@Sawarnik It's not my theory. Pickup a random number from any real interval, and derive the probability of it coming out irrational (It'll be $1$). Then look at the probability of the complement event, $0$. So does this mean rational numbers don't exist...? (No) –  Dror Feb 14 at 14:34
Ok. But does my example also fit the bill? –  Sawarnik Feb 14 at 14:37
@Sawarnik I think so, yes. –  Dror Feb 14 at 14:45

Just to make one more observation about "almost impossible events". Consider the experiment of picking a random real number in the interval I := [0, 1) (say, but it's not really important, using an uniform random distribution) and the question "How probable is it that the picked number is rational"?

The set of non-rational numbers in I is uncountable, whereas the set of rational numbers in the same interval is countable. It means that the probability of picking a non-rational number is infinitely larger than that of picking a rational number and, consequently, the probability of picking a rational number is 0. However, nothing prevents you from picking 0.5, which is a perfectly possible result of your experiment.

As Dror points out, some events can have probability 0 and this does not mean that there is no possibility for them to occur.

What is the probability of an almost impossible event?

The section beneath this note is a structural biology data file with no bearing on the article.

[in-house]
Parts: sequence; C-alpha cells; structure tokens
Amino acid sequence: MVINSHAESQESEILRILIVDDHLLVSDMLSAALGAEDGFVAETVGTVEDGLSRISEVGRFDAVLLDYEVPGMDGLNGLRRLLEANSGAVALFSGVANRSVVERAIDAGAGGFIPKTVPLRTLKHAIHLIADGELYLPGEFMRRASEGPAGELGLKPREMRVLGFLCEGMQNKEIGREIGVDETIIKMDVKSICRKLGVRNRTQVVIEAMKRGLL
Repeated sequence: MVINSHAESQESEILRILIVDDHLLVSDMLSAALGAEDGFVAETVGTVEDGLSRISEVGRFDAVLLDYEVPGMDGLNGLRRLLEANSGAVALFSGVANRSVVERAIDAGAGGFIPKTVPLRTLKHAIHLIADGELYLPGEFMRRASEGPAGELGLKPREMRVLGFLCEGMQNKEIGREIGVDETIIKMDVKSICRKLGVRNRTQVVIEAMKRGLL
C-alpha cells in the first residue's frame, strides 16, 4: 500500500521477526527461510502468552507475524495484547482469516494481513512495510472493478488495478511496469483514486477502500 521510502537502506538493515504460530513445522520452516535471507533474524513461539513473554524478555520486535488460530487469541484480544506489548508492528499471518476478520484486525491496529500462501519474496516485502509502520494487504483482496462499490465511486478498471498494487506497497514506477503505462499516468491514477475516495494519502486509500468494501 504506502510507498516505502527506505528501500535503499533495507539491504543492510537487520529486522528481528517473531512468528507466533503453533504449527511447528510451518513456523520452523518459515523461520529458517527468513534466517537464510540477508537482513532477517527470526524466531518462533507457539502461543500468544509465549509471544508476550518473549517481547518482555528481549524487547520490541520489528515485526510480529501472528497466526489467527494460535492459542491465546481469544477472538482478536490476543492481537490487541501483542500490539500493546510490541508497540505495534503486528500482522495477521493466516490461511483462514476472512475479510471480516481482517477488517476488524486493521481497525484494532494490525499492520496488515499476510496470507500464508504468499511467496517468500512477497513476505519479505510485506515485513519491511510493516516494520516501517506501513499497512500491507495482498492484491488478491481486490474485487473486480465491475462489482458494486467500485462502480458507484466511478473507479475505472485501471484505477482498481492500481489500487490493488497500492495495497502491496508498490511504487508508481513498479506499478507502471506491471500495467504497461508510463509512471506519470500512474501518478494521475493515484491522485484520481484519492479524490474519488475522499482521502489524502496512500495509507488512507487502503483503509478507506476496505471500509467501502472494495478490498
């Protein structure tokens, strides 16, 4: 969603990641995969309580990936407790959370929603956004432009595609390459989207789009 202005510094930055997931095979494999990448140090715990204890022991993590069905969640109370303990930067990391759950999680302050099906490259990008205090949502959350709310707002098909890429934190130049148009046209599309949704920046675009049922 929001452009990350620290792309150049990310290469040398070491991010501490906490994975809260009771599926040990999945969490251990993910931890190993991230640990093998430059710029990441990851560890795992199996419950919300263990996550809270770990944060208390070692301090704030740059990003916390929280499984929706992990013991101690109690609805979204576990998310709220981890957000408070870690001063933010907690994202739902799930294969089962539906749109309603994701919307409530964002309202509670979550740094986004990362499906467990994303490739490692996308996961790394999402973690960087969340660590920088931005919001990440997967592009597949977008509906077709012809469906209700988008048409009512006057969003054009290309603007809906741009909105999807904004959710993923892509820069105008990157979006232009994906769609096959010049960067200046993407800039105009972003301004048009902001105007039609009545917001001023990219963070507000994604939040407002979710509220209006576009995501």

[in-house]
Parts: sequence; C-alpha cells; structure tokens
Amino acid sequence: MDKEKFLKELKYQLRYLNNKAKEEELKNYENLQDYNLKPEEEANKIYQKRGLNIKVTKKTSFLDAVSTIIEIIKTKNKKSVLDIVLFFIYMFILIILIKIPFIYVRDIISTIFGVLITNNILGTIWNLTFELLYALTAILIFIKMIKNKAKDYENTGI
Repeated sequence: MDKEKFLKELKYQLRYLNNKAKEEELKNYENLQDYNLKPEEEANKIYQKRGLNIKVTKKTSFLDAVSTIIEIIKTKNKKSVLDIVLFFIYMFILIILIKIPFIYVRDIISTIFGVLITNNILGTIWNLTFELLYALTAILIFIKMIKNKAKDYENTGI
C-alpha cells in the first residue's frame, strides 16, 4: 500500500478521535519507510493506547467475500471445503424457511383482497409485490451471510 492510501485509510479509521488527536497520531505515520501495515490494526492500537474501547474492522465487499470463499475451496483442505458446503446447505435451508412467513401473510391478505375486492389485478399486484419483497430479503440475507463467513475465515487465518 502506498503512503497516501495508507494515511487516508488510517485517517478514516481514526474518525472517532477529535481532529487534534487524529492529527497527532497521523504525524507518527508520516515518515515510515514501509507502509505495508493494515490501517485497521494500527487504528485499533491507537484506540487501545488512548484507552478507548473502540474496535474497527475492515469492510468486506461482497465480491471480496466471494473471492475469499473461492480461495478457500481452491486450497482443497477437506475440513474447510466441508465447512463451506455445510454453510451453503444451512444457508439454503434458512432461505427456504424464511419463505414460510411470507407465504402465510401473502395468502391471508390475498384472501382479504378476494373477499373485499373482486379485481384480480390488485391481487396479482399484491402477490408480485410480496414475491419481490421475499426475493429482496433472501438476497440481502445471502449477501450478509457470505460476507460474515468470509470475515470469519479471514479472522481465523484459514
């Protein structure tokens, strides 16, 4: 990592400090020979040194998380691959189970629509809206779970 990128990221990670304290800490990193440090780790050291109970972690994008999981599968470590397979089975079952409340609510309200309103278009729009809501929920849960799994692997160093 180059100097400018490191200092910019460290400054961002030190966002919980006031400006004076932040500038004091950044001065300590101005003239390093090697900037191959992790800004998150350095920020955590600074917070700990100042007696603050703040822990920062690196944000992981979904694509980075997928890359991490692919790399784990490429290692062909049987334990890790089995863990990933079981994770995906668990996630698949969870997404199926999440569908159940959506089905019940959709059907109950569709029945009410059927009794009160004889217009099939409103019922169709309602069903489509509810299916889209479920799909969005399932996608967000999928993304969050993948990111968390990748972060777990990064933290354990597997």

Mathematically speaking, it is 0.

"Almost" has a well-defined mathematical meaning. A function can be almost everywhere continuous, meaning that it is continuous everywhere but in a countable set of places. The Dirac Delta function is almost everywhere zero.

EDIT: no, the explanation of "almost everywhere continuous" is not the one given in the last paragraph. The truth is more complex than this, and the linked Wikipedia article gives a correct explanation.

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Being almost everywhere continuous does not mean one is "continuous everywhere but in a countable set of places". –  Did Feb 14 at 8:39
@Did I made that mistake my self once(?).. I think It's a common story being told to students in courses preceding measure theory, and we hold on to that story.. ;-) –  Dror Feb 14 at 15:01
Uhmmm... You are right, guys. I should probably remove that final part of my answer, which is not even directly related to the original question. I let it in, since otherwise this discussion in the comments makes no sense. @Dror: or it's probably a story told to non-math students by non-math professors? It is my case (I'm a computational scientist). –  Spiros Feb 14 at 15:09
I study math, and I can say from my experience that I was taught things which are not correct. In most of the cases, teachers in following courses make it very clear that It's not correct. In other cases I recognize the mistakes I'm told my self and go "Whaaat..?" (In my head). That's reality for you. (Or just for me) –  Dror Feb 14 at 15:18
Yes, such things happen almost everywhere. In my case, I can remember very well the day our professor for computational physics told us that the Jacobi iteration converges to the solution for all matrices, unconditionally. This is the case we where like "Whaaat!" (not just in our heads). Anyway this is going off-topic. I'll update the answer to make it clear that there is something wrong in it. –  Spiros Feb 14 at 23:46